Just under three per cent of the global greenhouse gas emissions are a result of milk production, according to a new report by the United Nations Food and Agriculture Organization (FAO).
This figure includes emissions related to the production, processing and transportation of milk products.
The percentage climbs to four when emissions from meat production from animals originating from the dairy system are factored in, the study says.
FAO points out that methane contributes most to milk’s impact on global warming, accounting for more than half of the sector’s emissions in both developing and developed countries.
Nitrous oxide and carbon dioxide also account for large proportions of the dairy sector’s contributions to greenhouse gas emissions.
The new report covers all major milk production systems, from nomadic herds to intensified dairy operations, focusing on the entire dairy food chain, including the production and transport of inputs, such as fertilizer, pesticides and feed.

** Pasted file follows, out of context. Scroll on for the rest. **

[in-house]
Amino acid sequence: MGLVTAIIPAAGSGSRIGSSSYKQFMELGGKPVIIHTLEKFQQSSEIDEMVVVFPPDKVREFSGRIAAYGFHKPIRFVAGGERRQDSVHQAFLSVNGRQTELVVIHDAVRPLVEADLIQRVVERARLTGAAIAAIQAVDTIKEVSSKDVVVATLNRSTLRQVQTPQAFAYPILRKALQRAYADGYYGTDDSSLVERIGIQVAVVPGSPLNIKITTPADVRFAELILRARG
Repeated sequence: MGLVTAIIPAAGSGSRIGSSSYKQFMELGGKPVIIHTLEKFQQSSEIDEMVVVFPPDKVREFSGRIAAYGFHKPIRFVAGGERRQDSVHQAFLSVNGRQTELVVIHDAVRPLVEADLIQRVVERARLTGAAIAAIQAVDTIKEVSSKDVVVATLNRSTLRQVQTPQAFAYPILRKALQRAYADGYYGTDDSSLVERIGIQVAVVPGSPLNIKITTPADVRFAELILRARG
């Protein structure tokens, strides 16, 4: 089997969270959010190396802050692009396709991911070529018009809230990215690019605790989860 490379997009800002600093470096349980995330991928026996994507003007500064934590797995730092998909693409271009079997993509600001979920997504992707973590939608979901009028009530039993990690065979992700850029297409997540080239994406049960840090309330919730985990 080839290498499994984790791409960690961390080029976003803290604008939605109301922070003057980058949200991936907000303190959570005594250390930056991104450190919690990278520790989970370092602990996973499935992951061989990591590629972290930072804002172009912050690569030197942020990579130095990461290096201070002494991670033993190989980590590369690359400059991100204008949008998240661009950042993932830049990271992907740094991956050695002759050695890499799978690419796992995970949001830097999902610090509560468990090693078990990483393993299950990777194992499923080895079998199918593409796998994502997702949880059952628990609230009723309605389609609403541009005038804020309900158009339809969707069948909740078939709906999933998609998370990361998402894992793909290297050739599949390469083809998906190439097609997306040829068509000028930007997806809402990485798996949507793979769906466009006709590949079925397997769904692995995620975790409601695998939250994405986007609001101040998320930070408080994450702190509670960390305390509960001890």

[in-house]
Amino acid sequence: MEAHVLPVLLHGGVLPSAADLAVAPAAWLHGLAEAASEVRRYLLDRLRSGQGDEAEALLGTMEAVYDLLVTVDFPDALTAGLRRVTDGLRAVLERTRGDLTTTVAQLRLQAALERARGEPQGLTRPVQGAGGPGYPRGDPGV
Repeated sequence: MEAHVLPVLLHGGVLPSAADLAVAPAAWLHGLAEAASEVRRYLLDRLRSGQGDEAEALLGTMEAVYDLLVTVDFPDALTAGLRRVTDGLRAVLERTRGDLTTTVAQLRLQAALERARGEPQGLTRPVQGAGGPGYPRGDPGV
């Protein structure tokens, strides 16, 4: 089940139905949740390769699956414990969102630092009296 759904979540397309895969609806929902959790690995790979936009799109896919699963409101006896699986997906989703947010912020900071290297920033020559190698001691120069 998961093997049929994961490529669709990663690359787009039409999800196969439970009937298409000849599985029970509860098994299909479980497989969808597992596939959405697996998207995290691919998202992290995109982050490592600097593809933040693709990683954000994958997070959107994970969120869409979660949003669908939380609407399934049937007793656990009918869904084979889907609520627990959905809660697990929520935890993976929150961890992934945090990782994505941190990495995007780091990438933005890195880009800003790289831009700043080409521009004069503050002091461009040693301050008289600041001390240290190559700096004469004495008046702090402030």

“This report is fundamental to understand and identify opportunities for reducing the environmental impact of the dairy sector while providing safe and nutritious foodstuffs,” said Samuel Jutzi, Director of FAO’s Animal Production and Health Division.
The latest report is part of the agency’s ongoing efforts to analyze and recommend steps to mitigate climate change.
Its landmark 2006 study, entitled “Livestock’s Long Shadow,” found that 18 per cent of all greenhouse gas emissions were caused by the livestock sector.